Systems

If your system is older, you may be able to cut your energy bills and your system's pollution output with a new, energy-efficient air conditioning and heating system. There are many options available to choose from so you should work with a professional to determine the right type of system for your home.

To find out more, contact ARS®/Rescue Rooter® at 866-399-2885 to schedule a no-cost analysis of the benefits and savings of replacing your system.

Ductless Mini-Split

Ductless heating and cooling systems can be a good choice for room additions where extending or installing distribution ductwork is not feasible, and for older homes without air ducts.

A ductless HVAC system operates like a conventional heat pump. The difference is that instead of a single indoor unit distributing heated or cooled air through ductwork, a ductless mini-split system has multiple small units serving individual rooms or zones.

The main advantages of mini-splits are their small size and flexibility for heating and cooling individual rooms. Many models can have up to four indoor air-handling units connected to one outdoor unit. Each zone has its own thermostat, so you can condition each space individually, potentially saving energy and money. The biggest disadvantage of ductless mini-split systems is their cost, which can be about 30% more than central systems and may cost twice as much as window units of similar capacity.

To find out more, contact ARS®/Rescue Rooter® at 866-399-2885 to schedule a no-cost analysis of the benefits and savings of replacing your system.

Geothermal

These units use the constant temperature of the earth as the exchange medium instead of the outside air temperature. Since the ground temperature is warmer than the air above it during the winter, and cooler than the air in the summer, geothermal heat pumps exchange heat with the earth to heat and cool your home, providing a geothermal air conditioning and heating system.

Compared to air-source heat pumps, geothermal heat pumps are more efficient, quieter, last longer, need little maintenance, and do not depend on the temperature of the outside air.

Even though the installation price of a geothermal system can be several times that of an air-source system of the same heating and cooling capacity, the additional costs are returned to you in energy savings in 5–10 years. Note that the installation of a geothermal air conditioning and heating system depends on the size of your lot, your subsoil and your landscape.

Another option, a dual-source heat pump, combines a standard air-source heat pump with a geothermal heat pump. These appliances combine the best of both systems. Dual-source heat pumps have higher efficiency ratings than air-source units, but are not as efficient as geothermal units. The main advantage of dual-source systems is that they cost much less to install than a single geothermal unit, and work almost as well.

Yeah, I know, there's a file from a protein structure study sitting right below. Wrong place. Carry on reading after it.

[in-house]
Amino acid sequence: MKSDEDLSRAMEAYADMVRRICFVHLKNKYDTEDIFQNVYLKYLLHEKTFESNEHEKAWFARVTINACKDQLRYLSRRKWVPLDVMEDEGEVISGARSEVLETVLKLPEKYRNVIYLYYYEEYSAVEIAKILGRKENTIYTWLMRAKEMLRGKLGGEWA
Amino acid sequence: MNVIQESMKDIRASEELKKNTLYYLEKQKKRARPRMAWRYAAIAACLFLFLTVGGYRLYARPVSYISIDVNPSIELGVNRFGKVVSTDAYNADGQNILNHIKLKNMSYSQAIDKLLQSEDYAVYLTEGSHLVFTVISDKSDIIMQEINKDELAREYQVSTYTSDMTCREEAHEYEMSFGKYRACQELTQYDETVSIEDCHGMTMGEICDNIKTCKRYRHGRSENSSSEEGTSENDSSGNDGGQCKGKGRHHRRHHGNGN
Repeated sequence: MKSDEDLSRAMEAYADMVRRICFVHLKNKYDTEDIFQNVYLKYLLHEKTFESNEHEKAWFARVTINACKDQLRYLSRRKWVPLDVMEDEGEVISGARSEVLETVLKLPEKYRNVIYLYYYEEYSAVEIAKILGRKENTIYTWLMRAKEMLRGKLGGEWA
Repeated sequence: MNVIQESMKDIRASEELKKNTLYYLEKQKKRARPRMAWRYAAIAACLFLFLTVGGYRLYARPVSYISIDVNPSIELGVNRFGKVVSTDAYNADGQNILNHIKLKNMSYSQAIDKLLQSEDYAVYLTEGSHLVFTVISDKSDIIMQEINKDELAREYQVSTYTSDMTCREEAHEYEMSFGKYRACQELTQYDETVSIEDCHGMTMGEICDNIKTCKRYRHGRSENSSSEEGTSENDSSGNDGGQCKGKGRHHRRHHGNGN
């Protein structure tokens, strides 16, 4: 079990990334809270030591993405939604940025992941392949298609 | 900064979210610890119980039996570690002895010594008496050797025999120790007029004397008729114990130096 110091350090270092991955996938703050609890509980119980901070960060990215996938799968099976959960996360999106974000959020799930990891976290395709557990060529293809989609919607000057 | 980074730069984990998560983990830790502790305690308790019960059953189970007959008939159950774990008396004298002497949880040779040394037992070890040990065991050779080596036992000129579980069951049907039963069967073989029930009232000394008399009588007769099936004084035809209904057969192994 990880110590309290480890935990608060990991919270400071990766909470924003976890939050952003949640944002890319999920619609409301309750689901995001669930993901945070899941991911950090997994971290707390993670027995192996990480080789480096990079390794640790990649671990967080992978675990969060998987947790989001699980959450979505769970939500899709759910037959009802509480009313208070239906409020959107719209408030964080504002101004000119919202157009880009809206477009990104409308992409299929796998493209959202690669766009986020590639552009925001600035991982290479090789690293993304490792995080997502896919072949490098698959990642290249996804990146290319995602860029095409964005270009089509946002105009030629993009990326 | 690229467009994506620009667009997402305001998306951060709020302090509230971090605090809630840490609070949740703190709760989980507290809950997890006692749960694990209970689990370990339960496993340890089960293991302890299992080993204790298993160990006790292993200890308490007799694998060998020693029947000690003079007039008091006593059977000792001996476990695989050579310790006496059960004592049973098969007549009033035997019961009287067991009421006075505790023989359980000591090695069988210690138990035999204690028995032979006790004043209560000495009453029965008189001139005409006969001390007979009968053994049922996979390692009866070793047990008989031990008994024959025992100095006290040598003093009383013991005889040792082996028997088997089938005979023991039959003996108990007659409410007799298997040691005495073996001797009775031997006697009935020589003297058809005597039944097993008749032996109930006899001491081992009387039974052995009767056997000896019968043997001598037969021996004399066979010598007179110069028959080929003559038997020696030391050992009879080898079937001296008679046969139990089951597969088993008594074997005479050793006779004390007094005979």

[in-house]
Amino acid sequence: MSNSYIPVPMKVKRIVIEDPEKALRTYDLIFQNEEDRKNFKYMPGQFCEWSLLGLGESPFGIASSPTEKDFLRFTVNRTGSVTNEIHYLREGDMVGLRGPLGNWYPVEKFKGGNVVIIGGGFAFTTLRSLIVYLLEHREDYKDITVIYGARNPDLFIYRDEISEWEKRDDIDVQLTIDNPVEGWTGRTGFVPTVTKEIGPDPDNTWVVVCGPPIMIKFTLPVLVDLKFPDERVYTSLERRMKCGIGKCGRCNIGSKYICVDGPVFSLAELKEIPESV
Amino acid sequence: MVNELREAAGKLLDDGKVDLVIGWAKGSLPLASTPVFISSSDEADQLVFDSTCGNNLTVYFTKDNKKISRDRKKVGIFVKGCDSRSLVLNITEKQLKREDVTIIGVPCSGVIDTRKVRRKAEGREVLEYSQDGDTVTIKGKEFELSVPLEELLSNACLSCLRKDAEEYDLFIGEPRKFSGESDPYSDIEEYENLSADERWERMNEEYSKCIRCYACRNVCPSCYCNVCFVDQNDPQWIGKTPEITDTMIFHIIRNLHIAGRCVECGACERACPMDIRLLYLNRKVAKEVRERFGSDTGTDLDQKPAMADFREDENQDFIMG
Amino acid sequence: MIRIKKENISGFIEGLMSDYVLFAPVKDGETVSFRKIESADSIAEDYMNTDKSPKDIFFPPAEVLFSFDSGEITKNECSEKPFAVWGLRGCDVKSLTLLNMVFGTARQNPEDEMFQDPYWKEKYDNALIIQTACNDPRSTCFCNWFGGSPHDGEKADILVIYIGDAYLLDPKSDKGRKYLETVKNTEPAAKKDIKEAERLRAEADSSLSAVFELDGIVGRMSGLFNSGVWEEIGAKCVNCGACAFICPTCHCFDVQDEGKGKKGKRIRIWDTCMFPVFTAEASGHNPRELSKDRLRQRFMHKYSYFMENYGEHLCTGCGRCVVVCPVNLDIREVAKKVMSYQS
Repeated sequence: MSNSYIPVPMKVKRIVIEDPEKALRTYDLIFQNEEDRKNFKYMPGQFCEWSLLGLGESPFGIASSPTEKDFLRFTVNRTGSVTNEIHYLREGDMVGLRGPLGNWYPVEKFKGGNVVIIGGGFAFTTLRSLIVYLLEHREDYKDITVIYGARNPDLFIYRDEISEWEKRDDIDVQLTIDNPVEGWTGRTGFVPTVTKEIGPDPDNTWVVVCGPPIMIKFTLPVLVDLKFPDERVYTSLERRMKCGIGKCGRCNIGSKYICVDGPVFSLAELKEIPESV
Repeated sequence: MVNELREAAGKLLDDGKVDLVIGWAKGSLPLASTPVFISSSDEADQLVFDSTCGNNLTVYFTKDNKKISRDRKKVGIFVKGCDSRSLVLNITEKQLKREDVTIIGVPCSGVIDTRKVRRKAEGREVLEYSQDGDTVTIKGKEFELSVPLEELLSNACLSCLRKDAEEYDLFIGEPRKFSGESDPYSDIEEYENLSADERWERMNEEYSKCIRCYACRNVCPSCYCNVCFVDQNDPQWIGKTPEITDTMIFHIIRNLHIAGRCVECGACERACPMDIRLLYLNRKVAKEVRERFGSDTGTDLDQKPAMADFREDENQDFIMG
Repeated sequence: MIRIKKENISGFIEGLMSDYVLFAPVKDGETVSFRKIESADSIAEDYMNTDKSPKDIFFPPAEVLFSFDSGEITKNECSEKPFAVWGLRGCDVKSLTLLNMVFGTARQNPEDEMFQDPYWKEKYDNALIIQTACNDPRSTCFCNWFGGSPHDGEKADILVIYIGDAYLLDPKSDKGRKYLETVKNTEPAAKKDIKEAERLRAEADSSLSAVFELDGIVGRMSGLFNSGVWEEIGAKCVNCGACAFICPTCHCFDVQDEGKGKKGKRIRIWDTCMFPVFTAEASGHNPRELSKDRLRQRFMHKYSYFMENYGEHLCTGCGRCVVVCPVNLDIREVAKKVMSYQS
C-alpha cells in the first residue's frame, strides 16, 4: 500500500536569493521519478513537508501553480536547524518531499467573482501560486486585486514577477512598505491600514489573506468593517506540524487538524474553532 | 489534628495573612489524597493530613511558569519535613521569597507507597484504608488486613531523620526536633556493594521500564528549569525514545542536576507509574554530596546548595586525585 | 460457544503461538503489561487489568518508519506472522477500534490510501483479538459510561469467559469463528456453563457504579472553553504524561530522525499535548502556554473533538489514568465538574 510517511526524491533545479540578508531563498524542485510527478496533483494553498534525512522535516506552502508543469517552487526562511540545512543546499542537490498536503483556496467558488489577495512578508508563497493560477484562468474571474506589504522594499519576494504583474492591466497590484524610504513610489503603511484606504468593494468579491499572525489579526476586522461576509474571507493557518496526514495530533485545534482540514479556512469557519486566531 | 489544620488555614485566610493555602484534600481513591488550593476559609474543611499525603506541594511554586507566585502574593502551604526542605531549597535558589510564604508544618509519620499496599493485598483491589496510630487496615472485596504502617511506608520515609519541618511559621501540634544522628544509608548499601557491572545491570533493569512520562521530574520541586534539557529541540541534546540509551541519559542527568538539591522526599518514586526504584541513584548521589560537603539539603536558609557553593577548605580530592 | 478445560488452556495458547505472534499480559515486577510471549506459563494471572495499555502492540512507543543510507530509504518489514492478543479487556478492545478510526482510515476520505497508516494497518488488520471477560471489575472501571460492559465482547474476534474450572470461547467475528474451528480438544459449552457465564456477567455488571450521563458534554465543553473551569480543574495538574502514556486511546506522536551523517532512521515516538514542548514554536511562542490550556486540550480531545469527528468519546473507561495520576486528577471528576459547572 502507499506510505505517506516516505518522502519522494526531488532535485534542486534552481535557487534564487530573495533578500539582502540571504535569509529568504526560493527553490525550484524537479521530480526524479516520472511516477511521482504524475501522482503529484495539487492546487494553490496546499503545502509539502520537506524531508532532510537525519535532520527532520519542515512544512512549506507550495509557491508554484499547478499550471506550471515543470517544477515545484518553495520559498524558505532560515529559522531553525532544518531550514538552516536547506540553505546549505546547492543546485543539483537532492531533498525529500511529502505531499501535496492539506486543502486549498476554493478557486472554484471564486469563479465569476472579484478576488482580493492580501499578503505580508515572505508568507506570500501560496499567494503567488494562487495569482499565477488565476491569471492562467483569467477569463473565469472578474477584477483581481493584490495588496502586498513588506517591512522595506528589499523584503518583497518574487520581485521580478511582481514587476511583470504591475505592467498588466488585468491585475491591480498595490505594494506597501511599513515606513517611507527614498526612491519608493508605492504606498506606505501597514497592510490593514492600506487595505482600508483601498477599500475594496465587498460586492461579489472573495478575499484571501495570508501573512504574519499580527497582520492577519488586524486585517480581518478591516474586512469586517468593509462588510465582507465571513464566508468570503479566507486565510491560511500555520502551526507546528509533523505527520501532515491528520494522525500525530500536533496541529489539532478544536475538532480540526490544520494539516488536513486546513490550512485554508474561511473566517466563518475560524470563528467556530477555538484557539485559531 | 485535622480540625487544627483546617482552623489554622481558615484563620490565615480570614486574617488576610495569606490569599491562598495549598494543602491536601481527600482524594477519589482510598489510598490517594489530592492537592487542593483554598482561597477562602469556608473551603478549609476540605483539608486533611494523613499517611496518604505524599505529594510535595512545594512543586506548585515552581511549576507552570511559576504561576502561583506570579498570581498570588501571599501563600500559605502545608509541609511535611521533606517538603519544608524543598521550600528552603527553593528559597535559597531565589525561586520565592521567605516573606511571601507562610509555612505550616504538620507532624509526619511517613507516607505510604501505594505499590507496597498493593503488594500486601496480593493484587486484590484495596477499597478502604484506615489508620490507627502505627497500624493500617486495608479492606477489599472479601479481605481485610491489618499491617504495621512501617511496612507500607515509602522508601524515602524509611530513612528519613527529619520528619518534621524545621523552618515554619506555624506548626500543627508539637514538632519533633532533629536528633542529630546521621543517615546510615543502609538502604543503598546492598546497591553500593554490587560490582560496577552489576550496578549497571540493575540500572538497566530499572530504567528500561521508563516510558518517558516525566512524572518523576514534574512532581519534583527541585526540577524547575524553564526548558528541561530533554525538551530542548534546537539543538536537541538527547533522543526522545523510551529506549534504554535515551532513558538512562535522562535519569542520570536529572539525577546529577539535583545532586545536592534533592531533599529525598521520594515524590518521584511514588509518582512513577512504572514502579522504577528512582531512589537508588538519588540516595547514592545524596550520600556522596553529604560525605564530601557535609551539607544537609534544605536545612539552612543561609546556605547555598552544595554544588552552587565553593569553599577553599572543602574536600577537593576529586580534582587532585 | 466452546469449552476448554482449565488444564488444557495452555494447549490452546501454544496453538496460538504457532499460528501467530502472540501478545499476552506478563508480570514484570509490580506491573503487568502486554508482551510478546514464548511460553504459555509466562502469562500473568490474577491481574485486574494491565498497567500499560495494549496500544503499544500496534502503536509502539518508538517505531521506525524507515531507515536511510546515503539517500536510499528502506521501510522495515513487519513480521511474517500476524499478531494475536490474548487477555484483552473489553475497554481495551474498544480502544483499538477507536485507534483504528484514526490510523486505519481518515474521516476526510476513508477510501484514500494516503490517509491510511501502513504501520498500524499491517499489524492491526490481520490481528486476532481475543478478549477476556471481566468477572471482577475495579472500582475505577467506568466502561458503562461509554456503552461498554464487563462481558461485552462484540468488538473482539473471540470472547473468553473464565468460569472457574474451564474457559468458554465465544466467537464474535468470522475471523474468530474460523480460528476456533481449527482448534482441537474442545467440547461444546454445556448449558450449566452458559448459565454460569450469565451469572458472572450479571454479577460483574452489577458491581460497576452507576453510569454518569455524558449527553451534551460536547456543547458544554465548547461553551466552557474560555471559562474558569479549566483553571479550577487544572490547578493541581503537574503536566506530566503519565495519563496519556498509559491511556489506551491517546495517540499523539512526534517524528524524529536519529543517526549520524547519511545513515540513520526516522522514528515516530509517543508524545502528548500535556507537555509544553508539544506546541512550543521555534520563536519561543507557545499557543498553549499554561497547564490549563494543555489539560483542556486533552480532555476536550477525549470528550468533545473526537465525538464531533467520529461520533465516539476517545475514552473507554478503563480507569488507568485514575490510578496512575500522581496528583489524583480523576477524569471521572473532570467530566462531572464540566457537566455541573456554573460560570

To find out more, contact ARS®/Rescue Rooter® at 866-399-2885 to schedule a no-cost analysis of the benefits and savings of replacing your system.

Evaporative (Swamp) Coolers

If you live in a hot, dry climate, you probably know about evaporative air coolers, also called swamp coolers. They provide natural and energy-efficient cooling by passing cool outdoor air over water-saturated pads, causing the water to evaporate into it. This 15° to 40°F-cooler air is then directed into the home, and pushes warmer air out through windows.

When operating evaporative coolers, windows are opened part way to allow warm indoor air to escape as it is replaced by cooled air. Unlike central air conditioning systems that recirculate the same air, evaporative air coolers provide a steady stream of fresh air into the house.

Evaporative coolers cost about one-half as much to install as central air conditioners and use about one-quarter as much energy. However, they require more frequent maintenance than refrigerated air conditioners and they're suitable only for areas with low humidity.

To find out more, contact ARS®/Rescue Rooter® at 866-399-2885 to schedule a no-cost analysis of the benefits and savings of replacing your system.

Zone

Zone heating and cooling systems allow you to control the temperature in each part of the home. Zoning can be accomplished in different ways by installing multiple comfort systems to heat and cool different parts of the home. For example, you could add supplemental heating sources such as space heaters or gas fireplaces.

Another option is to use a single furnace with mechanical zone dampers installed in the ductwork to direct the airflow only to where it’s needed.

If done properly, zone heating and cooling systems can help save on energy costs because it’s operating only to boost or lower the temperature in areas where needed. But as with any heating and/or cooling system, the key to achieving maximum energy efficiency and comfort is professional system design and proper installation.

To find out more, contact ARS®/Rescue Rooter® at 866-399-2885 to schedule a no-cost analysis of the benefits and savings of replacing your system.

Radiant

Radiant systems that employ floor tubing can be used to cool a house, but presently they are only appropriate for dry climates. The cool floor can be used to supplement or replace standard ducted air systems. However, in humid climates, problems with over-cooling the floor could lead to wet slippery surfaces and mold growth.

Radiant cooling technology is still in the experimental stages in most areas, but is rapidly gaining popularity in Europe where cooling needs are generally small.

To find out more, contact ARS®/Rescue Rooter® at 866-399-2885 to schedule a no-cost analysis of the benefits and savings of replacing your system.